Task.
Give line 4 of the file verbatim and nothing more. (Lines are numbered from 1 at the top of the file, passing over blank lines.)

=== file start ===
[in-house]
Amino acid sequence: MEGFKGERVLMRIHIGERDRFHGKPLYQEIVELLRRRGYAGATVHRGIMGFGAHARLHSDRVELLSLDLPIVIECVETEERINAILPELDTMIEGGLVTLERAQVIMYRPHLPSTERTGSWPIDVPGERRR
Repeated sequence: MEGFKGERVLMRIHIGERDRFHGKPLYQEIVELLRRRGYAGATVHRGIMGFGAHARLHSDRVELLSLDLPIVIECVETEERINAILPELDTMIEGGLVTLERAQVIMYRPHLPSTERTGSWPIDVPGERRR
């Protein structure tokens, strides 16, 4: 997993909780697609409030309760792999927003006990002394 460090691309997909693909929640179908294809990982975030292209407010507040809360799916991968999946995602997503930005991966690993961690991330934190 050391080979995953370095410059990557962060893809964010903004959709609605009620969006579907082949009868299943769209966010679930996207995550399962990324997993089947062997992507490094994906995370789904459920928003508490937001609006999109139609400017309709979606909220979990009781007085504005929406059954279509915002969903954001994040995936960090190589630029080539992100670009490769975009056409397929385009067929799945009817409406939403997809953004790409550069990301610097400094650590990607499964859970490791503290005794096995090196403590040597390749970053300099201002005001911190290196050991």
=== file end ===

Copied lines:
């Protein structure tokens, strides 16, 4: 997993909780697609409030309760792999927003006990002394 460090691309997909693909929640179908294809990982975030292209407010507040809360799916991968999946995602997503930005991966690993961690991330934190 050391080979995953370095410059990557962060893809964010903004959709609605009620969006579907082949009868299943769209966010679930996207995550399962990324997993089947062997992507490094994906995370789904459920928003508490937001609006999109139609400017309709979606909220979990009781007085504005929406059954279509915002969903954001994040995936960090190589630029080539992100670009490769975009056409397929385009067929799945009817409406939403997809953004790409550069990301610097400094650590990607499964859970490791503290005794096995090196403590040597390749970053300099201002005001911190290196050991």